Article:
Viral marketing is a powerful tool. Creating a great marketing campaign that goes viral can create brand awareness by using social media. However, not everything a brand creates goes viral… Marketers and their team can take months and months of planning to create a viral campaign only to have it flop at launch. But do not get discouraged, there are many tips and tricks that can be used to help assist your marketing campaign go viral.
There are many elements required to create viral content, such as knowing and understanding your target audience. Ensuring that you truly understanding your audience will make it easier when creating viral content that entices your people’s attention. It is also important to select the best social media platform for your content that will reach your target audience and showcase your content best. When trying to achieve something going viral on social media you need to focus on creating content that is timely and engaging. The overall goal is to create content that will generate high engagement and be re-shared on social media.
Five characteristics of a viral campaign:
Growing up I remember waiting for the new Budweiser Clydesdale commercial at every Superbowl even though it typically ended with a room full of watery eyes in our household. Viral content that appeals to our emotions is very successful, emotions like surprise, sadness, hope, and excitement. The Budweiser Clydesdale commercials always seem to evoke sadness followed by hope or happiness in their videos. Not only is their content appealing and pull at viewers heart-strings, but they also incorporate storytelling in every viral commercial.
A good way to get your content to go viral is to present it in story form. A story has the ability to add humanity and personality to any brand. It can help your target audience identify your brands interests and beliefs. In 2013, Dove released a film called Real Beauty Sketches. It explored that gap between how we see ourselves and how others see us. Each woman in the video has two portraits draw: one based on her own description and another using a stranger’s observations. The results were shocking and conveyed a beautiful message to its viewers.
A Call to Action is commonly found in a large majority of viral content on social media. It allows people to share your content and show their support. This is a great way to increase engagement and encourages viewers to interact with the campaign. When I think of a good CTA viral campaign, I immediately think of the Ice Bucket challenge for ALS in 2014. Over $115 million was donated during an 8-week period during the ALS Ice Bucket Challenge that year. The challenge was a game-changer for ALS awareness, it greatly increased awareness about this terrible disease and hugely impacted research donations.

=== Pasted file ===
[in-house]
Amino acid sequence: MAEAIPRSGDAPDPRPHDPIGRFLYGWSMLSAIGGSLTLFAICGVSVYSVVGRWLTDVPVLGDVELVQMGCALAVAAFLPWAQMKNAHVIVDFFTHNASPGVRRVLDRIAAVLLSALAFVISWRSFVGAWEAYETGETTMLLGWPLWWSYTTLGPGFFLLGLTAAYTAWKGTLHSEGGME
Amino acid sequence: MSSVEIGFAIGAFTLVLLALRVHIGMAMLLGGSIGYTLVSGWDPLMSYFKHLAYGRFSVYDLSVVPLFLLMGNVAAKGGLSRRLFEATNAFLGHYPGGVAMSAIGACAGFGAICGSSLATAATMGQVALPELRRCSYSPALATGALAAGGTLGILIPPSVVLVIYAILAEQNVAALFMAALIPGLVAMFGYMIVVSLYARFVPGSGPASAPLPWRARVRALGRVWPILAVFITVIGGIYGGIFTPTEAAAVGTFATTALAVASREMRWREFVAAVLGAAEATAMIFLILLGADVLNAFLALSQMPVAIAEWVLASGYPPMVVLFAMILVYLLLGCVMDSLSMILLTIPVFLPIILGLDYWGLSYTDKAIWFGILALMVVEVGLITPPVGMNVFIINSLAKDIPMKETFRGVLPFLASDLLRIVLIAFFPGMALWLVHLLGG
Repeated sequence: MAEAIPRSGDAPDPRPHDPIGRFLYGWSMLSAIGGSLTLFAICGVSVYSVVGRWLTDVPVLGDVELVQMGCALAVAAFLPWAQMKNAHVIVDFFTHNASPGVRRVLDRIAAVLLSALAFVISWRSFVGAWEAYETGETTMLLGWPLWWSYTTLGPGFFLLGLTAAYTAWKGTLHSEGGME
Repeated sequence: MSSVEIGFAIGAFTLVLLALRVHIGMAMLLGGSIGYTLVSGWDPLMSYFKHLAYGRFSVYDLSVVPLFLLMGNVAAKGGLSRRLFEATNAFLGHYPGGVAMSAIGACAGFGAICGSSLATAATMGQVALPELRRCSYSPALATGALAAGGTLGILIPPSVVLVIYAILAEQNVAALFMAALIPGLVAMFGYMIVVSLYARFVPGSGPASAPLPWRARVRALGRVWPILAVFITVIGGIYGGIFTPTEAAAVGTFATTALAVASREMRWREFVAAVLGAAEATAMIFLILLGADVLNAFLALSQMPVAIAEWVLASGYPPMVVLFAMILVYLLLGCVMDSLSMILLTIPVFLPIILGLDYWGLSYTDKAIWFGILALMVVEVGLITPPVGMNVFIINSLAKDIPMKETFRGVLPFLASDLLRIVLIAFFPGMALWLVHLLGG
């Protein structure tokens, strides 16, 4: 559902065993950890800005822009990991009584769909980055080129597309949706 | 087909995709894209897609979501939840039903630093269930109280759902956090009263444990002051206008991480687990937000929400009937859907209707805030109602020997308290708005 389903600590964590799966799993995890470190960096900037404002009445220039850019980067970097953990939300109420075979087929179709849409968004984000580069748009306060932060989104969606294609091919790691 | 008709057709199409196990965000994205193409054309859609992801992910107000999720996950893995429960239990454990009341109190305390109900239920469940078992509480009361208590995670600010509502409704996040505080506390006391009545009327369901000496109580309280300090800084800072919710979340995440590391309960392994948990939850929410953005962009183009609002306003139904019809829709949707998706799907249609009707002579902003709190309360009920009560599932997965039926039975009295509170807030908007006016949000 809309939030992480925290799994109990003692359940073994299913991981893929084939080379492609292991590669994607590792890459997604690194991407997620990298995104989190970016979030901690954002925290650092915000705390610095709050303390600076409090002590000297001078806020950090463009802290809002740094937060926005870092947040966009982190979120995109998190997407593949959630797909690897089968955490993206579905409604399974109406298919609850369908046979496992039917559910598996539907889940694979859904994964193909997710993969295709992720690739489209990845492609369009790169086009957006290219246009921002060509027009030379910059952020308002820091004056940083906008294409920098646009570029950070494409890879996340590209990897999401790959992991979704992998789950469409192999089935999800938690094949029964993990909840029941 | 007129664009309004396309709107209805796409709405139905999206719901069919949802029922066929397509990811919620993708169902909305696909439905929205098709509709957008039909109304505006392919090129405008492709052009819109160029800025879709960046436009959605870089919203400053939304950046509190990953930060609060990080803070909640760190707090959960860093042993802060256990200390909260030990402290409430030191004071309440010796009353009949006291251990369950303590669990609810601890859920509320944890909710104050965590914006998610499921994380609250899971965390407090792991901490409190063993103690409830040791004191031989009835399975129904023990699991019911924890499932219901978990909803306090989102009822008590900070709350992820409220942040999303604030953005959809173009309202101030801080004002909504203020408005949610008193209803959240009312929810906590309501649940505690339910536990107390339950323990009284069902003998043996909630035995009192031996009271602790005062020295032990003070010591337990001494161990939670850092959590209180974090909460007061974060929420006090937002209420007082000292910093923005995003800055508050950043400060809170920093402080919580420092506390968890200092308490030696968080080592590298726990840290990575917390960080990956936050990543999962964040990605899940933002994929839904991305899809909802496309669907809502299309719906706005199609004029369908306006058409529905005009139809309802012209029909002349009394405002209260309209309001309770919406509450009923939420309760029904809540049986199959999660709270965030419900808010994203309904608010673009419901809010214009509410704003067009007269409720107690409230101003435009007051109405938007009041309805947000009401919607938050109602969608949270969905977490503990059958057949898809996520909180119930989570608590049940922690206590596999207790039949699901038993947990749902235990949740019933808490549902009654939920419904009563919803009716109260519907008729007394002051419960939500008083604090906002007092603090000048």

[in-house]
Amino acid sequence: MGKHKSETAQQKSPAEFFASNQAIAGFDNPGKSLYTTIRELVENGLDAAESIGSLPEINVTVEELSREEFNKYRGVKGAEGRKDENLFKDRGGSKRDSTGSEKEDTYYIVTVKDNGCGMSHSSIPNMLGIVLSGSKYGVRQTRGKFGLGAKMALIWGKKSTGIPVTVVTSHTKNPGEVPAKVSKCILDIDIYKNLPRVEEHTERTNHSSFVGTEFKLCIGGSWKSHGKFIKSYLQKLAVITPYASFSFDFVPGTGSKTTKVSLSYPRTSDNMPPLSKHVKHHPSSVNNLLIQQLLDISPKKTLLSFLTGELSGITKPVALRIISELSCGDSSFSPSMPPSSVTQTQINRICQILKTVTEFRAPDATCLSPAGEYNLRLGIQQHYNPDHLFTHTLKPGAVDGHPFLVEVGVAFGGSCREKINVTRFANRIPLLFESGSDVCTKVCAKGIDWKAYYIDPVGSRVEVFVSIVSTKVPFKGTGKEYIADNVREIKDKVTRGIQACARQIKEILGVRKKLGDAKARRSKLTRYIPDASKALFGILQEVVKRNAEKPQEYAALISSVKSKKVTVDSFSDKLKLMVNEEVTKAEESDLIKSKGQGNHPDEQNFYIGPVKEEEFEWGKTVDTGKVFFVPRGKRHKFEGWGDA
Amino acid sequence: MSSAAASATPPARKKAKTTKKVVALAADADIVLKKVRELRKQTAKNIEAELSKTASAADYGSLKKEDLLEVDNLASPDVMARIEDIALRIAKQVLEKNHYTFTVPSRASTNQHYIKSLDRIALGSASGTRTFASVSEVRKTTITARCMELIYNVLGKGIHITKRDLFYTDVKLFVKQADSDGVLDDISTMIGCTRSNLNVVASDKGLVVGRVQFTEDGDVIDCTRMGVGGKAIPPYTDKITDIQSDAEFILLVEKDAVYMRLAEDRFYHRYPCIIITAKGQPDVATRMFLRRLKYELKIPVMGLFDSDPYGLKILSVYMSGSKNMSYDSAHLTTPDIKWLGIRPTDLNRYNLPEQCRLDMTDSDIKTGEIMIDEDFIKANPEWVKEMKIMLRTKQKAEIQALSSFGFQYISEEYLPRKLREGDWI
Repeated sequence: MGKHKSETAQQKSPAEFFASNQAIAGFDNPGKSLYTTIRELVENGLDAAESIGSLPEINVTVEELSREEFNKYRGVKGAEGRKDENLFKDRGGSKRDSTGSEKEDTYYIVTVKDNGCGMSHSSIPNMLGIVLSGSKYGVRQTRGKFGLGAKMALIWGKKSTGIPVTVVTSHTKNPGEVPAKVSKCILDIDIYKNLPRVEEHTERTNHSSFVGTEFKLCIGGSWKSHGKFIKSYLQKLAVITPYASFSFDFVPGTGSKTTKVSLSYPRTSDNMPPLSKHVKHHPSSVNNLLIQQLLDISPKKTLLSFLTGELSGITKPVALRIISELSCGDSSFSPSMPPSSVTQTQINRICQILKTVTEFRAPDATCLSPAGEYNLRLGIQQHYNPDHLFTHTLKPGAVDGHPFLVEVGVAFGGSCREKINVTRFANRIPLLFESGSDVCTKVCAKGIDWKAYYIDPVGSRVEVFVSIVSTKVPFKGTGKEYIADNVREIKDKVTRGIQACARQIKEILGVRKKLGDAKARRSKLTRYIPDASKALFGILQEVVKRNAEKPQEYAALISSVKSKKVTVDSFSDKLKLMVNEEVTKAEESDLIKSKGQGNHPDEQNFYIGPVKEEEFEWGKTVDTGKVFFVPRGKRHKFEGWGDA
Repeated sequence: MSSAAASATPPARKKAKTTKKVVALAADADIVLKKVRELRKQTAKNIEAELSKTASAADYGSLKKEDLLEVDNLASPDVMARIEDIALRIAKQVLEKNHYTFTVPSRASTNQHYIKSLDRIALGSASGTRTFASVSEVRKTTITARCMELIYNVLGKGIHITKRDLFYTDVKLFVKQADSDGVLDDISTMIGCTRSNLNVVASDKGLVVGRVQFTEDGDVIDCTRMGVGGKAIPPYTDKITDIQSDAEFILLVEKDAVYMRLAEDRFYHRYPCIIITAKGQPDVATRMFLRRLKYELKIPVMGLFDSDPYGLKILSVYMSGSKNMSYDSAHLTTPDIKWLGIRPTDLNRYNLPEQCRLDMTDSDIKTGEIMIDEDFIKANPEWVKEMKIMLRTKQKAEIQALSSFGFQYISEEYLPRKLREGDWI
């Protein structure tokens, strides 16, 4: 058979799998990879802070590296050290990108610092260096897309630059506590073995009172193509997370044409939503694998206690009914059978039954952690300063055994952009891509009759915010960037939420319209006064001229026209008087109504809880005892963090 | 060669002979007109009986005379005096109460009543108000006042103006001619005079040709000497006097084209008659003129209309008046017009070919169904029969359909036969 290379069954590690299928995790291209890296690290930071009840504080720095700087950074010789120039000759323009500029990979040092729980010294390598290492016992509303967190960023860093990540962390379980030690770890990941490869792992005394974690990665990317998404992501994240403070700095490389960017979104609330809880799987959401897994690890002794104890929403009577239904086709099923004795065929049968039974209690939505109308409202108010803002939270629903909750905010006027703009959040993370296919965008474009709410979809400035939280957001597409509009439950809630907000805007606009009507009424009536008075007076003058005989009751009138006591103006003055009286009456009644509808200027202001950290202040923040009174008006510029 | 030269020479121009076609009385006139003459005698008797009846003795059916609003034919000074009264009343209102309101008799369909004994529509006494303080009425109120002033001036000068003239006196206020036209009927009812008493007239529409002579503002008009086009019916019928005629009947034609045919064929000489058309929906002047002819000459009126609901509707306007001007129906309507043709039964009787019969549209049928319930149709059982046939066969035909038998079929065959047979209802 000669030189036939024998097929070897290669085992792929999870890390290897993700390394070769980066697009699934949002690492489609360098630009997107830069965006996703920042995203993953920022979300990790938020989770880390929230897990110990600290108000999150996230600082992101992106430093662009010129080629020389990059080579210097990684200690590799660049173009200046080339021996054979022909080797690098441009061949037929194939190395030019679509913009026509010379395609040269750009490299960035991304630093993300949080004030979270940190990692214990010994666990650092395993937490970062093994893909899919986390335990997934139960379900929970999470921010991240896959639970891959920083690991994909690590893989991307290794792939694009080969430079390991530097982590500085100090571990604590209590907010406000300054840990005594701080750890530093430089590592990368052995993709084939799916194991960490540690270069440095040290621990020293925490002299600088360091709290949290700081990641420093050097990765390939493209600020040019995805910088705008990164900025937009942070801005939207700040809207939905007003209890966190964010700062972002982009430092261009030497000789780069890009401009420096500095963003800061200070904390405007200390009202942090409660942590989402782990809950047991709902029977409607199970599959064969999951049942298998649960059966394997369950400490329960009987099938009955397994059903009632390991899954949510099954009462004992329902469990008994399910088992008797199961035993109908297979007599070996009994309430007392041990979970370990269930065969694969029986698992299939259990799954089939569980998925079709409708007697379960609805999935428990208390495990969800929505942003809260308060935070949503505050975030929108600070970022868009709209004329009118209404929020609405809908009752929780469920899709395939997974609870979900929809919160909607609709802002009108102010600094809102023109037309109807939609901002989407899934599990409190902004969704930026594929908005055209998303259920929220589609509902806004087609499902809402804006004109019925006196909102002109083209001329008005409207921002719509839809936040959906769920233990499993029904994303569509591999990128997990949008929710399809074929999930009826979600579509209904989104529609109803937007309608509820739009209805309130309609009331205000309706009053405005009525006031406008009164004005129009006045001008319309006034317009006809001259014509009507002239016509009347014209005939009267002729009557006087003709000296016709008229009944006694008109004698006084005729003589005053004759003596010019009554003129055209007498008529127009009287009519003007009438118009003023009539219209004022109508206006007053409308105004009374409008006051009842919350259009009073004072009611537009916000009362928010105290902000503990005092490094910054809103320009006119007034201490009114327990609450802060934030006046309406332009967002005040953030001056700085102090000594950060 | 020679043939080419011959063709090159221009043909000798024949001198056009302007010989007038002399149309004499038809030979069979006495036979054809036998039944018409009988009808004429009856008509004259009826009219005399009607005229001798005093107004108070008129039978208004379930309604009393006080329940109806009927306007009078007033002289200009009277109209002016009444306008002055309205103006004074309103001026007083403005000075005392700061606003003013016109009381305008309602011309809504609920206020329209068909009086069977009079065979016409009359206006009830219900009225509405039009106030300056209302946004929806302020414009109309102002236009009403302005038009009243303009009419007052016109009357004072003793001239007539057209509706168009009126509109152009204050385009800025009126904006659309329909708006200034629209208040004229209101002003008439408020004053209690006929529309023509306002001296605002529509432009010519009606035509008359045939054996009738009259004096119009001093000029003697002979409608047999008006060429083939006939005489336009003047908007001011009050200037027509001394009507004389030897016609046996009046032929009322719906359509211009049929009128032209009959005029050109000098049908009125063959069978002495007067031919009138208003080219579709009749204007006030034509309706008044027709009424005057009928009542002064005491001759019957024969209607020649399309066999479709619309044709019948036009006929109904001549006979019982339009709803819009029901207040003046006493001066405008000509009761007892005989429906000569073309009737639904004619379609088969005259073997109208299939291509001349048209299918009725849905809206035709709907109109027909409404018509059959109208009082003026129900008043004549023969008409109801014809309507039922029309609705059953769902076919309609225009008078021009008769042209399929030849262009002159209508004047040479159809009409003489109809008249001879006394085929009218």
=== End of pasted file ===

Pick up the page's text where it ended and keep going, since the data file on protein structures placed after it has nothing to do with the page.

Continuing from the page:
GoPro’s video of raw footage showing a California firefighter, Cory Kalanick rescuing an unconscious kitten from smoke inhalation. The firefighter was wearing GoPro’s HD Hero3 camera at the time. Afterwards the video was posted to YouTube where it gained the attention of millions including GoPro. In the following weeks, GoPro obtained the footage, added their logo and shared it on their own YouTube channel where they received over 5 million views in the first week. The video was heartbreaking, in addition to the kitten later passing away from the smoke inhalation, and demonstrating GoPro’s camera in action and its ability to capture memorable moments.
Stance on Social Issues
While it can be considered risky we have seen brands take a social stance on current issues in their viral content. Nike’s recently launched campaign, Dream Crazy with Colin Kaepernick instantly went viral. It immediately sparked outraging from some who went on to burn their shoes on social media in disagreement, while others applauded Nike for their boldness. At the center of the campaign was Kaepernick who has been in the spotlight over becoming the first NFL player to protest over racial injustice during the national anthem at games by taking a knee. In the future, I expect to see more brands come forward and take a social stance on current issues our society is facing. Following the campaign’s launch, 42.7% of consumers said it improved their perception of the brand.